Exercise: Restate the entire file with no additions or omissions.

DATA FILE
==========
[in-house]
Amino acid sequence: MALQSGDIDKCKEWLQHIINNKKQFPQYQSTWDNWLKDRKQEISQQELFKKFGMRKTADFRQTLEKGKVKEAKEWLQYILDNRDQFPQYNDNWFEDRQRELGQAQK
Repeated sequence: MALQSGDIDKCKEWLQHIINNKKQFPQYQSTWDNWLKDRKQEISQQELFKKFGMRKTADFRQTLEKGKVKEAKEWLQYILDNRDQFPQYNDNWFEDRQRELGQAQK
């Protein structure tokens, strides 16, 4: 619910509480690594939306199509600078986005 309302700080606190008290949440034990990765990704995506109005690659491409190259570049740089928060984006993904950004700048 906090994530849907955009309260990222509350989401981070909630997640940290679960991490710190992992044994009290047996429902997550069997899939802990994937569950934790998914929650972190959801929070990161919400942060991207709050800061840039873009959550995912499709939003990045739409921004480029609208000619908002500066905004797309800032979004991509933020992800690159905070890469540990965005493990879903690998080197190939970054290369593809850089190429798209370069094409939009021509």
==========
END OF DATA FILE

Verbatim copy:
[in-house]
Amino acid sequence: MALQSGDIDKCKEWLQHIINNKKQFPQYQSTWDNWLKDRKQEISQQELFKKFGMRKTADFRQTLEKGKVKEAKEWLQYILDNRDQFPQYNDNWFEDRQRELGQAQK
Repeated sequence: MALQSGDIDKCKEWLQHIINNKKQFPQYQSTWDNWLKDRKQEISQQELFKKFGMRKTADFRQTLEKGKVKEAKEWLQYILDNRDQFPQYNDNWFEDRQRELGQAQK
């Protein structure tokens, strides 16, 4: 619910509480690594939306199509600078986005 309302700080606190008290949440034990990765990704995506109005690659491409190259570049740089928060984006993904950004700048 906090994530849907955009309260990222509350989401981070909630997640940290679960991490710190992992044994009290047996429902997550069997899939802990994937569950934790998914929650972190959801929070990161919400942060991207709050800061840039873009959550995912499709939003990045739409921004480029609208000619908002500066905004797309800032979004991509933020992800690159905070890469540990965005493990879903690998080197190939970054290369593809850089190429798209370069094409939009021509």